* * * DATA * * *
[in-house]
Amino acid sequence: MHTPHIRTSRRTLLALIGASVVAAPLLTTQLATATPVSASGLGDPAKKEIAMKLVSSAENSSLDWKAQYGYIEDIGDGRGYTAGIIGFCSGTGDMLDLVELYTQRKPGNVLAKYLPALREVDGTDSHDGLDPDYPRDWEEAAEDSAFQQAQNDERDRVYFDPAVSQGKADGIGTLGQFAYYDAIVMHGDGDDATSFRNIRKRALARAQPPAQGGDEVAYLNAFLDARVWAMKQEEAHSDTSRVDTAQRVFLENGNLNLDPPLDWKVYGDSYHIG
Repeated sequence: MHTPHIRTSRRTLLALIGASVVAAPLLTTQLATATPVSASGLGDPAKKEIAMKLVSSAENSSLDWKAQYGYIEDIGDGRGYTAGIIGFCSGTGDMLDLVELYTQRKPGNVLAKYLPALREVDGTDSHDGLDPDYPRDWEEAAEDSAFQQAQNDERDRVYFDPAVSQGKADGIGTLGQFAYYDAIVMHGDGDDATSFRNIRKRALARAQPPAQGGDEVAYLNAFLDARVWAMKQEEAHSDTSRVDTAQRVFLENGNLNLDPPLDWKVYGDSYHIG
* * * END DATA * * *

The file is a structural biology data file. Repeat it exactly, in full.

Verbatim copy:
[in-house]
Amino acid sequence: MHTPHIRTSRRTLLALIGASVVAAPLLTTQLATATPVSASGLGDPAKKEIAMKLVSSAENSSLDWKAQYGYIEDIGDGRGYTAGIIGFCSGTGDMLDLVELYTQRKPGNVLAKYLPALREVDGTDSHDGLDPDYPRDWEEAAEDSAFQQAQNDERDRVYFDPAVSQGKADGIGTLGQFAYYDAIVMHGDGDDATSFRNIRKRALARAQPPAQGGDEVAYLNAFLDARVWAMKQEEAHSDTSRVDTAQRVFLENGNLNLDPPLDWKVYGDSYHIG
Repeated sequence: MHTPHIRTSRRTLLALIGASVVAAPLLTTQLATATPVSASGLGDPAKKEIAMKLVSSAENSSLDWKAQYGYIEDIGDGRGYTAGIIGFCSGTGDMLDLVELYTQRKPGNVLAKYLPALREVDGTDSHDGLDPDYPRDWEEAAEDSAFQQAQNDERDRVYFDPAVSQGKADGIGTLGQFAYYDAIVMHGDGDDATSFRNIRKRALARAQPPAQGGDEVAYLNAFLDARVWAMKQEEAHSDTSRVDTAQRVFLENGNLNLDPPLDWKVYGDSYHIG